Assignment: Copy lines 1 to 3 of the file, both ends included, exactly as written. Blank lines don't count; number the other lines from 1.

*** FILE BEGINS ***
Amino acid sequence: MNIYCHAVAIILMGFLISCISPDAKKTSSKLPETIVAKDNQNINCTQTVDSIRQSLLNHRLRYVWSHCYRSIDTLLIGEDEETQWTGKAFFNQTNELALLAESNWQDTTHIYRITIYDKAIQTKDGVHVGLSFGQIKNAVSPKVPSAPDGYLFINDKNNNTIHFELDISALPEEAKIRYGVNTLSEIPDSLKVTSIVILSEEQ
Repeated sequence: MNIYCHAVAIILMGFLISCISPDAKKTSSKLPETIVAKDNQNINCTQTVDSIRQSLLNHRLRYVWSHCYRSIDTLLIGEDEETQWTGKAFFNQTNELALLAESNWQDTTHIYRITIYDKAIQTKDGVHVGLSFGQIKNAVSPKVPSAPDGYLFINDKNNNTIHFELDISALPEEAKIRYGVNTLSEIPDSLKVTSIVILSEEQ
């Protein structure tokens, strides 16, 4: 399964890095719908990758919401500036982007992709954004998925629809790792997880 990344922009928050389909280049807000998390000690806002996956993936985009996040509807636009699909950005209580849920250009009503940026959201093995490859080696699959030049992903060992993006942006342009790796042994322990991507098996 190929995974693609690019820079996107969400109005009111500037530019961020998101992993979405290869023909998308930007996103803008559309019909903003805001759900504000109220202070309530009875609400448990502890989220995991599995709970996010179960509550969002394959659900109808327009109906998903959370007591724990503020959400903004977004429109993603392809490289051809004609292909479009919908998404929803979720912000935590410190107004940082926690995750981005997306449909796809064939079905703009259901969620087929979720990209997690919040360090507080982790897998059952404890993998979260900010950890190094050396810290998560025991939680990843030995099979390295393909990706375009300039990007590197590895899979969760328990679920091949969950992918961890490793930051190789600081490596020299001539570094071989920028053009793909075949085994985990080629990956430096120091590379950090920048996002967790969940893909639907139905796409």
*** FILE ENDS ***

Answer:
Amino acid sequence: MNIYCHAVAIILMGFLISCISPDAKKTSSKLPETIVAKDNQNINCTQTVDSIRQSLLNHRLRYVWSHCYRSIDTLLIGEDEETQWTGKAFFNQTNELALLAESNWQDTTHIYRITIYDKAIQTKDGVHVGLSFGQIKNAVSPKVPSAPDGYLFINDKNNNTIHFELDISALPEEAKIRYGVNTLSEIPDSLKVTSIVILSEEQ
Repeated sequence: MNIYCHAVAIILMGFLISCISPDAKKTSSKLPETIVAKDNQNINCTQTVDSIRQSLLNHRLRYVWSHCYRSIDTLLIGEDEETQWTGKAFFNQTNELALLAESNWQDTTHIYRITIYDKAIQTKDGVHVGLSFGQIKNAVSPKVPSAPDGYLFINDKNNNTIHFELDISALPEEAKIRYGVNTLSEIPDSLKVTSIVILSEEQ
């Protein structure tokens, strides 16, 4: 399964890095719908990758919401500036982007992709954004998925629809790792997880 990344922009928050389909280049807000998390000690806002996956993936985009996040509807636009699909950005209580849920250009009503940026959201093995490859080696699959030049992903060992993006942006342009790796042994322990991507098996 190929995974693609690019820079996107969400109005009111500037530019961020998101992993979405290869023909998308930007996103803008559309019909903003805001759900504000109220202070309530009875609400448990502890989220995991599995709970996010179960509550969002394959659900109808327009109906998903959370007591724990503020959400903004977004429109993603392809490289051809004609292909479009919908998404929803979720912000935590410190107004940082926690995750981005997306449909796809064939079905703009259901969620087929979720990209997690919040360090507080982790897998059952404890993998979260900010950890190094050396810290998560025991939680990843030995099979390295393909990706375009300039990007590197590895899979969760328990679920091949969950992918961890490793930051190789600081490596020299001539570094071989920028053009793909075949085994985990080629990956430096120091590379950090920048996002967790969940893909639907139905796409």